Reform Scotland News: 21 December 2012



Daily Political Newspaper Summary: 3 December 2012

All newspaper references refer to Scottish editions. Where there is a link to a newspaper’s website, the relevant page reference is highlighted and underlined.

In addition to the newspaper stories outlined below, further news coverage can be found online at BBC News Scotland, STV News and Sky News

Reform Scotland wishes you a Happy Christmas. The daily news summary will return in the New Year.


Creative Scotland resignation: Creative director Venu Dhupa has quit after a damning internal report into the running of the quango was published. Chief Executive Andrew Dixon also resigned this month. Ms. Dhupa had reportedly faced criticism for her overhaul of the funding models. (The Scotsman page 7)

Green energy targets: Energy Minister Fergus Ewing announced that Scotland has exceeded its domestically produced green energy targets and is well on its way to providing 100% of Scotland’s energy needs by 2020. However, the figures have been questioned by anti-wind farm campaigners who claim the target is unachievable and efforts to meet it will come at the cost of Scotland’s natural beauty and tourism. (The Herald page 1)

First Minister’s Questions: Writing in The Telegraph, Alan Cochrane responded to the mood at the final Holyrood Question Time of the year. He noted that rather than the typical ‘forced bonhomie’, Labour and Conservative leaders questioned the First Minister on a wide range of issues. (The Telegraph page 13)

Pro-Megrahi response: Scotland’s Lord Advocate has issued a rebuke to ‘conspiracy theorists’ who claim that the Lockerbie bomber was wrongly convicted. He spoke out against media criticism of the integrity of the process, arguing that the proper place to voice these concerns was before a court of law rather than the court of public opinion. (The Times page 1)

Fisheries deal: The UK and Scottish Fisheries ministers have announced changes which will allow catch levels for some white fish stocks off the west of Scotland to be maintained and resisted plans to reduce the number of fishing days at sea. (The Herald page 9, The Scotsman page 20)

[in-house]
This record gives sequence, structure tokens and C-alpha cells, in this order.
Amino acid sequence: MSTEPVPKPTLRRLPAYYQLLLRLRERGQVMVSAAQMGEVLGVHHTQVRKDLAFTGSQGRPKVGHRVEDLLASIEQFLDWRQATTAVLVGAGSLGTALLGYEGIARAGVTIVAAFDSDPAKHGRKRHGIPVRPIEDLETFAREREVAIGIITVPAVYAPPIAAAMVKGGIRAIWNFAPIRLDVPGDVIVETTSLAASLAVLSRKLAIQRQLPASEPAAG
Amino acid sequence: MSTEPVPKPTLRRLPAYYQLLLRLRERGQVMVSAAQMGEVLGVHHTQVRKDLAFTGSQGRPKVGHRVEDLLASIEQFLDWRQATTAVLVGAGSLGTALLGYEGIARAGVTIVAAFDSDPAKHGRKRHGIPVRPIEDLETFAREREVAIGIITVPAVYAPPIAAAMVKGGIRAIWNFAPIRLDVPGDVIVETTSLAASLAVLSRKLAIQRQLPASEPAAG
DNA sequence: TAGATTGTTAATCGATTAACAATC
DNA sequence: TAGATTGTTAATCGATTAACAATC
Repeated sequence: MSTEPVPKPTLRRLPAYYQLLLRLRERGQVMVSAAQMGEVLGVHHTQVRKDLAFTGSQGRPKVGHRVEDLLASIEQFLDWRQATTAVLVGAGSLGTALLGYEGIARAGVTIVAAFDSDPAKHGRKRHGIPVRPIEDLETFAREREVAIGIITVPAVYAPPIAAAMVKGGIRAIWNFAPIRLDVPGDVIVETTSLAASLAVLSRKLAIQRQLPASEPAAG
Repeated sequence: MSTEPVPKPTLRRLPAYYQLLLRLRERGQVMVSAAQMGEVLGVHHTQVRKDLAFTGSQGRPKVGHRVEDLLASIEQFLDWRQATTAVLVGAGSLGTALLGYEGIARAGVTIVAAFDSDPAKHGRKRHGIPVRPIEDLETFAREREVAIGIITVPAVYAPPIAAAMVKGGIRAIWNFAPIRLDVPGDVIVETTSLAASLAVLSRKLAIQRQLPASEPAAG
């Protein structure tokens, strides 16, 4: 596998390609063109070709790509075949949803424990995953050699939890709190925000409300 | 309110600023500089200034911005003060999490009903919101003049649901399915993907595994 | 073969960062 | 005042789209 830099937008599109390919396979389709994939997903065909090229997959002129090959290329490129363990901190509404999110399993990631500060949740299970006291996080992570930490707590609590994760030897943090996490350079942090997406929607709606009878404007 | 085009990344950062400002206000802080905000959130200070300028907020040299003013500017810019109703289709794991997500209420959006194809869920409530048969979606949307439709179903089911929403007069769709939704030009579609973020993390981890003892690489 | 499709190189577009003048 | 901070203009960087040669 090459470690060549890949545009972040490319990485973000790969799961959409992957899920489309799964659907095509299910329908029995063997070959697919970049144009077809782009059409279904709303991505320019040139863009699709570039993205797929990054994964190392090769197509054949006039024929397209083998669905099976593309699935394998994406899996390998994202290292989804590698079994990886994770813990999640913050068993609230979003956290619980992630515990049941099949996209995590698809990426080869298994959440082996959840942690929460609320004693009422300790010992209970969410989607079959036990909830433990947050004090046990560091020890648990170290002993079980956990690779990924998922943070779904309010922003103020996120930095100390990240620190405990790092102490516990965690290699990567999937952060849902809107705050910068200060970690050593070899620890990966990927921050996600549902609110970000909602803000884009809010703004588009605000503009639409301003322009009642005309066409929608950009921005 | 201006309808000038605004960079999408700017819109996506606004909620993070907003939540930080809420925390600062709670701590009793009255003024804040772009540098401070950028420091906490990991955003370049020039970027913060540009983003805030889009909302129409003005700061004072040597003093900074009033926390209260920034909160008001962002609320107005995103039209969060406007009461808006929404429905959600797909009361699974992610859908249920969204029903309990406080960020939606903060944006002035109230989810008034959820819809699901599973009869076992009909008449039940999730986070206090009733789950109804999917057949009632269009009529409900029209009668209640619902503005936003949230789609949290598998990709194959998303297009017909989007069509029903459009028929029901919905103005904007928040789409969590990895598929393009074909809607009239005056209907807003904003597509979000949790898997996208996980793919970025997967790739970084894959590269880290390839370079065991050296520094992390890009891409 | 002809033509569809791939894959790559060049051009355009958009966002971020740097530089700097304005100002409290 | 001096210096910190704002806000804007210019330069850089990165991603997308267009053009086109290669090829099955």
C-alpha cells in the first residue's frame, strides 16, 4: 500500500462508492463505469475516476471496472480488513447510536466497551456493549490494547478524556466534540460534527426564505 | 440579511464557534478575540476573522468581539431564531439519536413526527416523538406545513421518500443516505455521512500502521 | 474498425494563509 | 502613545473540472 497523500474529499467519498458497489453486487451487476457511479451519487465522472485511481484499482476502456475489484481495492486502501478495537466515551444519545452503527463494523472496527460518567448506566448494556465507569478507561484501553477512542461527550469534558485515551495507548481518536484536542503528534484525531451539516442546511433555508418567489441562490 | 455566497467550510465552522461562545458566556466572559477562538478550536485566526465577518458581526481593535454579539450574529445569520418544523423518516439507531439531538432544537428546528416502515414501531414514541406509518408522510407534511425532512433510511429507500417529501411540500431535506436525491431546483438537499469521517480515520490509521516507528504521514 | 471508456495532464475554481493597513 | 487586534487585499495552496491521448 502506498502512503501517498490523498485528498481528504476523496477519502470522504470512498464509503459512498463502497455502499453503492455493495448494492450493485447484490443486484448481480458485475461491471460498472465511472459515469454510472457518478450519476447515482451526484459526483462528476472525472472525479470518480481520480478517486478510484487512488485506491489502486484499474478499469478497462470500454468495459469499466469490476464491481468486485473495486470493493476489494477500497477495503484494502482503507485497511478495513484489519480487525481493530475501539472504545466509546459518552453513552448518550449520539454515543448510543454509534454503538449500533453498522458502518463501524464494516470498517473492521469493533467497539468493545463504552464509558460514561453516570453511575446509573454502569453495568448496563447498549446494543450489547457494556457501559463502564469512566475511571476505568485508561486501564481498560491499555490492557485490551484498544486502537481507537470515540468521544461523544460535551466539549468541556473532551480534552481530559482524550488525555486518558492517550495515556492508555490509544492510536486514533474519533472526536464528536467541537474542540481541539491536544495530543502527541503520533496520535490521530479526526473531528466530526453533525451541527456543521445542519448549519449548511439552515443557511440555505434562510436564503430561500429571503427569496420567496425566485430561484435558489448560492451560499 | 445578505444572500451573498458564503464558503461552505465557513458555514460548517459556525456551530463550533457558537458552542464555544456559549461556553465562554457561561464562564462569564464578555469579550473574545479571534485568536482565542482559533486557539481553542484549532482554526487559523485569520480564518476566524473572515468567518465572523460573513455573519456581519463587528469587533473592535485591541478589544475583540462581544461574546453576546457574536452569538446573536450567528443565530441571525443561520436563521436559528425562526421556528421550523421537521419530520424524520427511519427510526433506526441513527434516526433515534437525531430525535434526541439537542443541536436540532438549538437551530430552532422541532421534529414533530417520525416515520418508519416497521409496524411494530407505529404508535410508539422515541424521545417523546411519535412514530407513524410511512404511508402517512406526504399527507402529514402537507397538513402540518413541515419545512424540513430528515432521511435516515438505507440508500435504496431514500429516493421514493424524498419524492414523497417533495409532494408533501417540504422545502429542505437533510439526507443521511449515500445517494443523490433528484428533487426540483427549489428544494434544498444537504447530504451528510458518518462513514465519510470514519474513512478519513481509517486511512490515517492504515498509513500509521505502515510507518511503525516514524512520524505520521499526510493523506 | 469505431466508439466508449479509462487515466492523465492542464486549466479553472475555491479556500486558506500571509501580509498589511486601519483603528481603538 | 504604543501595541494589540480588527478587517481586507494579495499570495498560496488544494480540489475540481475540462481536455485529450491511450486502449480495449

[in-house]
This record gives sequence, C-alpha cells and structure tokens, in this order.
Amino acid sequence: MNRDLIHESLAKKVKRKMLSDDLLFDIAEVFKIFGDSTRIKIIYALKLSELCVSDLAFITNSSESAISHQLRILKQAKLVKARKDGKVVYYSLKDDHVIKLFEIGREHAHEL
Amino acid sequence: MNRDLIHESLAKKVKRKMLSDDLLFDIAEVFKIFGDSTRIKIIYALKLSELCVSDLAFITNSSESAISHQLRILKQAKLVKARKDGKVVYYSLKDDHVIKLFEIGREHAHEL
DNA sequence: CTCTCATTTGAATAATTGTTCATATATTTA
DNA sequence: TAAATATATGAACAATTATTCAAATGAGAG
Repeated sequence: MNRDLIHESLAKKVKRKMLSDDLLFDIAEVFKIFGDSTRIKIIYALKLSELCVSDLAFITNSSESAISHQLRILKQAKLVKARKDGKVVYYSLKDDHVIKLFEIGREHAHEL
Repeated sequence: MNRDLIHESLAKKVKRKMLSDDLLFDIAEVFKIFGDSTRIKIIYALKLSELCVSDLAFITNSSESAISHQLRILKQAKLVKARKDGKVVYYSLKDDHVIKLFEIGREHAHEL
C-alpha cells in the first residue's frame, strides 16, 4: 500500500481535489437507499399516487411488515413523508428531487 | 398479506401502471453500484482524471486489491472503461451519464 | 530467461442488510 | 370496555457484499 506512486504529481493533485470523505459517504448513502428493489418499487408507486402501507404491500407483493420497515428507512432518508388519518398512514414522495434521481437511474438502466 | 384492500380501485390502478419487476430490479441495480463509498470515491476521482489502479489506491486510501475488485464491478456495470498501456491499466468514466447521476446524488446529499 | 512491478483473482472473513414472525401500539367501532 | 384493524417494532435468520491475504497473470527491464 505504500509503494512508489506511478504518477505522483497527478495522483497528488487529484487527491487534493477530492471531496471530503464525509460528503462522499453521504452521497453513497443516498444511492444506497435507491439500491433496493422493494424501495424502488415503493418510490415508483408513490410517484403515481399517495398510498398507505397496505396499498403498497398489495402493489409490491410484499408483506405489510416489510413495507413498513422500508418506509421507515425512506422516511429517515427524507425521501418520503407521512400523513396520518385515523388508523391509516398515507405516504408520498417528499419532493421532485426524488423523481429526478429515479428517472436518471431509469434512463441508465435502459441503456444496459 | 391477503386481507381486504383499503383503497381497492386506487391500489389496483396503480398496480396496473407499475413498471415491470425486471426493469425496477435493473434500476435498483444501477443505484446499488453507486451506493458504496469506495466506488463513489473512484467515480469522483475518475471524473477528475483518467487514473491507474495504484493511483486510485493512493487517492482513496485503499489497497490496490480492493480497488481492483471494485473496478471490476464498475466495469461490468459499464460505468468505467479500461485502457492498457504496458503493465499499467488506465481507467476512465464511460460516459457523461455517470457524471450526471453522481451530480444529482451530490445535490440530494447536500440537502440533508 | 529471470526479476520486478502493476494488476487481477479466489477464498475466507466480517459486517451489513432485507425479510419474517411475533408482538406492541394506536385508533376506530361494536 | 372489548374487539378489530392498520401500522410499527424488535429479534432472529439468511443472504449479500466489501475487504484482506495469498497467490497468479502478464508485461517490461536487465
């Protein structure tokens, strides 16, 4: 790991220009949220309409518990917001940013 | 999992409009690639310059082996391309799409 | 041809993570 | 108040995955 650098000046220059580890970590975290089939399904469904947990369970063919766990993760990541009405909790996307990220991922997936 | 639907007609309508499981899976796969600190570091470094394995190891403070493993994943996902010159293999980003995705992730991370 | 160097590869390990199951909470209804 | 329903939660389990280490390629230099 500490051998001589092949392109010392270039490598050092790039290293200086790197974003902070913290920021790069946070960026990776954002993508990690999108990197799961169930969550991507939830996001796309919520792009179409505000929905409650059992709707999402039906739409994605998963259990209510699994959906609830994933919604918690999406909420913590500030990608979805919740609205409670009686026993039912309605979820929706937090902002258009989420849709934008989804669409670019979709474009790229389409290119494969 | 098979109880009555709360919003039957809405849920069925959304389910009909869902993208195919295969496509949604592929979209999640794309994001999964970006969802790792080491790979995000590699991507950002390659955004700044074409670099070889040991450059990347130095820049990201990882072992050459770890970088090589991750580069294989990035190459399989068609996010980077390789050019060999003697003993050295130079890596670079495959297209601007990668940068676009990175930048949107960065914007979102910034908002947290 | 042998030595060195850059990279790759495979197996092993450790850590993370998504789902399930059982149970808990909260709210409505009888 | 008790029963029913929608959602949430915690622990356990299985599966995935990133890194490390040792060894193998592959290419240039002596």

Construction spending: Scottish Tory leader Ruth Davidson has accused the SNP of holding back cash for construction projects until 2014 in an effort to ‘buy independence’. Up to £350 million in infrastructure spending was promised this financial year, but only £20 million was spent. (Daily Express page 2)


Scottish steel: A Scottish firm will provide the steel for the Forth Road Bridge after the Spanish firm which originally won the bid went bankrupt. They will use steel from Tata’s Dalzell steelworks in Motherwell. (Scottish Sun page 2, Daily Record page 2)

Bank ring fencing: A commission of MPs is expected to announce plans to introduce ring fencing in British banks. Under these recommendations, banks would be required to ring-fence high-street operations from more risky endeavour. Banks that fail to comply, according to MPs, should be forcibly split up. (Financial Times page 2)


Waiting list figures: Internal audits reportedly suggest some health boards have massaged their figures to meet waiting time targets. In some cases, patients were offered treatment in England at short notice. When they were unable to attend, they were declared socially unavailable, allowing the health boards to delay treatment and bypass the 18 week promise. Labour health spokesperson Jackie Baillie accused Alex Neil of downplaying the scale of the problem and presiding over a whitewash after he said that there was ‘no evidence’ of nationwide wrongdoing, admitting only problems on a local level.  (The Herald page 1, Scottish Sun page 2, Daily Record page 4)


European students: The number of EU students studying in Scotland has increased by 4 per cent over the past year, totalling over 4,000. The annual cost of funding these places has increased to £75 million a year. The number of EU students at English universities, where tuition fees have been introduced, has dropped by 17%. (The Telegraph page 16)


Double jeopardy legislation: The suspect in the World’s End murders may face trial for a second time. The Scottish Parliament has recently scrapped the double jeopardy law, citing the World’s End murders as a key factor. (The Herald page 1, The Scotsman page 1, Scottish Sun page 9, Daily Express page 5, The Times page 3)

Lord Advocate on Corroboration: In a Times interview, Frank Mulholland described how the law of corroboration has been heavily weighted in favour of the accused and has had a particularly negative effect on female and youth victims. (The Times page 10)